The work of a Kansas State University professor is challenging the assumption that genetically engineered plants are the great scientific and technological revolution in agriculture and the only efficient and cheap way to feed a growing population.
Jianming Yu, an assistant professor of agronomy, is teaming with Rex Bernardo, a professor of agronomy and plant genetics at the University of Minnesota, on research with marker-assisted selection. This agricultural technology offers a sophisticated method to greatly accelerate classical breeding through genetic analysis and selection of existing natural diversity in various crops without having to resort to alien species. Currently, marker-assisted selection has been a routine in many private seed companies with large-scale fingerprinting, global germplasm assessment and comprehensive bioinformatics support.
Yu's and Bernardo's research is focused on breeding methodology, finding more efficient ways to breed better varieties of corn, sorghum, wheat or barley that yield higher, require less irrigation and are resistant to diseases in farmers' fields. The pair's work was recently published in an edition of the scientific journal Crop Science .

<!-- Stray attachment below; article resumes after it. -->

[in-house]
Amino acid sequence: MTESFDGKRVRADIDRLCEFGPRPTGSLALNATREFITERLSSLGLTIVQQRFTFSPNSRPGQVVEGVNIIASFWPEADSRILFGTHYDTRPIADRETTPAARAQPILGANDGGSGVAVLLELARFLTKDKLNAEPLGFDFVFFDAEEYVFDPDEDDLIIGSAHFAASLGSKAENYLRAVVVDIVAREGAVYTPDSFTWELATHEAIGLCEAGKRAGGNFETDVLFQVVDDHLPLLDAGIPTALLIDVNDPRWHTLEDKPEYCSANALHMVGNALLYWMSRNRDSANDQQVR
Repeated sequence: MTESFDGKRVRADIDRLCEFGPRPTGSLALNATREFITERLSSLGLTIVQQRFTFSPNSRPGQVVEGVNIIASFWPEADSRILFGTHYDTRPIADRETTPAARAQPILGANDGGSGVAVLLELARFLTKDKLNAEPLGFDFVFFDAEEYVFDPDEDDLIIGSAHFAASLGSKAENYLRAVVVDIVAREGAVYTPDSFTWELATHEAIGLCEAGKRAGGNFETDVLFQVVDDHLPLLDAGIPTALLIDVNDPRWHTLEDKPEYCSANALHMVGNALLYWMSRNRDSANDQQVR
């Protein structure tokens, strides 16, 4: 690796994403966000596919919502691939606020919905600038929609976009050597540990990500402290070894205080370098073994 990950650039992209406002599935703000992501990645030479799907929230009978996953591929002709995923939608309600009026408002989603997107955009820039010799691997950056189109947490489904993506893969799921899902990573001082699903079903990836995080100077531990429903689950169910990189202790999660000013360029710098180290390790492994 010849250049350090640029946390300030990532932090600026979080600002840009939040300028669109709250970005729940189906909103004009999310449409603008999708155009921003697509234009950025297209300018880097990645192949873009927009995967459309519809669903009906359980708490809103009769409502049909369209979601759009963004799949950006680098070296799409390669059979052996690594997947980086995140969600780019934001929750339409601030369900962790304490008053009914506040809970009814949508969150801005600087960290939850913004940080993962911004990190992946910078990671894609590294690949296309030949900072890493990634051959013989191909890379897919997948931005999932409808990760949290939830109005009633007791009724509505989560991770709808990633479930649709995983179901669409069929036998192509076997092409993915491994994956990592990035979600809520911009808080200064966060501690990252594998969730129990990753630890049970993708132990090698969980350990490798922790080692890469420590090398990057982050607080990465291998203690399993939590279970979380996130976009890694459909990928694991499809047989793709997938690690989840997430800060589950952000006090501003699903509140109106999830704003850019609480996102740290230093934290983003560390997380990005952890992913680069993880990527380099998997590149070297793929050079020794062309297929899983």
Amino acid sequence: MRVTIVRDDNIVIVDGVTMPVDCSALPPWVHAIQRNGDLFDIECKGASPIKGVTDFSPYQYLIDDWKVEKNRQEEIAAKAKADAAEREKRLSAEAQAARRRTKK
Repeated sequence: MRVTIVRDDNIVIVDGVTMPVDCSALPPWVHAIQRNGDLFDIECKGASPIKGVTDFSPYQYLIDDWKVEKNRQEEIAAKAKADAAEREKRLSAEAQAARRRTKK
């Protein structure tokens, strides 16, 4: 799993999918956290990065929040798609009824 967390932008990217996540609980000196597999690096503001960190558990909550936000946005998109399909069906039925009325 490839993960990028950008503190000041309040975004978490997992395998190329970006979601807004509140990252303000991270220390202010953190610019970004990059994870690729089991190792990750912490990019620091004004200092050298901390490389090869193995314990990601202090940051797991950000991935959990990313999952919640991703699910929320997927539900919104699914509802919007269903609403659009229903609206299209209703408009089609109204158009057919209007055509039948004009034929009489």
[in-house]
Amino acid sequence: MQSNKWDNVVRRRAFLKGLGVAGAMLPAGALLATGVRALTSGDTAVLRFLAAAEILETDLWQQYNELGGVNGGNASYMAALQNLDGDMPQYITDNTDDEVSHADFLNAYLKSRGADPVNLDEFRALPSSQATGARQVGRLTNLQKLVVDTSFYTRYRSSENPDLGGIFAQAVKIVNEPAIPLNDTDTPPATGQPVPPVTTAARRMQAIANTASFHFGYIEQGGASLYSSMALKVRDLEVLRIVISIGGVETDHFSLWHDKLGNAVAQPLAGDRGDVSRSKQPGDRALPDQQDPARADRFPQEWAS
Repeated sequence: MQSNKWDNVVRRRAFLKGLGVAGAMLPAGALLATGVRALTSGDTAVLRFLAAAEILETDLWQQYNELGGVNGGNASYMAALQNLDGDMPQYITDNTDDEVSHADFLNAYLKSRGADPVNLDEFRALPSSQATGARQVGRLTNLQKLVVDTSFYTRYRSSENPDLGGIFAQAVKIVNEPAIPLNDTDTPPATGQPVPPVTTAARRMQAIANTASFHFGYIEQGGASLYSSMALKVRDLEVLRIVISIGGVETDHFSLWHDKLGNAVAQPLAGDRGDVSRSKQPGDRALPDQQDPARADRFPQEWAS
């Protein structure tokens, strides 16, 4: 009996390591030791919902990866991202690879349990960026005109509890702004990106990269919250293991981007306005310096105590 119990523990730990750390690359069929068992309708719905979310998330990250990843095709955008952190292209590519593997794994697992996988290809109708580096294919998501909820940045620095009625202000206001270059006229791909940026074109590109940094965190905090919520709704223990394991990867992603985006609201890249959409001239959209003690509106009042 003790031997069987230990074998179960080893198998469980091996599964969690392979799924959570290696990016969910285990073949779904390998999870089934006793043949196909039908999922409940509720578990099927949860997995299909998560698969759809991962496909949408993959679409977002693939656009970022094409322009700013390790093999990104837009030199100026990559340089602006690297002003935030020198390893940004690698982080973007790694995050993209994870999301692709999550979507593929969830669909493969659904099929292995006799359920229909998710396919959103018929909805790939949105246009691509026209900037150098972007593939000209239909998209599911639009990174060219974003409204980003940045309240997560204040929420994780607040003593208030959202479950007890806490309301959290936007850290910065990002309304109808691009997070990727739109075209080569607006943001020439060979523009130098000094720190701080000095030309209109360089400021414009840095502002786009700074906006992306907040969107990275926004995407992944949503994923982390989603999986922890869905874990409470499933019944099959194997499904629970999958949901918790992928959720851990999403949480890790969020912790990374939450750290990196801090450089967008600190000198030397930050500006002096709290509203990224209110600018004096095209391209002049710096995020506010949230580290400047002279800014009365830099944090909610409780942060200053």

"With abundant molecular markers that can be routinely processed with modern genomic technology, we found it is more efficient to focus on selection based information all across the genome rather than the traditional way of genomic regions containing signals that pass a threshold," Yu said.
Their research is "a result of our constant deliberation of how to incorporate modern genomic technologies into breeding process, a more general term as genomic-assisted plant breeding, which differs from what scientists have been doing -- using markers to guide the introgression of single or multiple disease resistance genes," Yu said.
"The traditional way is to identify genome regions that show significant information," he said. "The new way is to consider all information genomewide. In other words, we strategically shifted the focus from finding the most interesting genome areas to considering all information simultaneously. This is critical, especially given that most of traits with agricultural importance are controlled by many interacting genomic regions and their individual effects are relatively small."
Yu and Bernardo plan to conduct experiments with sorghum in Kansas and maize in Minnesota.
"It will provide breeders, public or private, a powerful tool to advance their breeding practices," Yu said.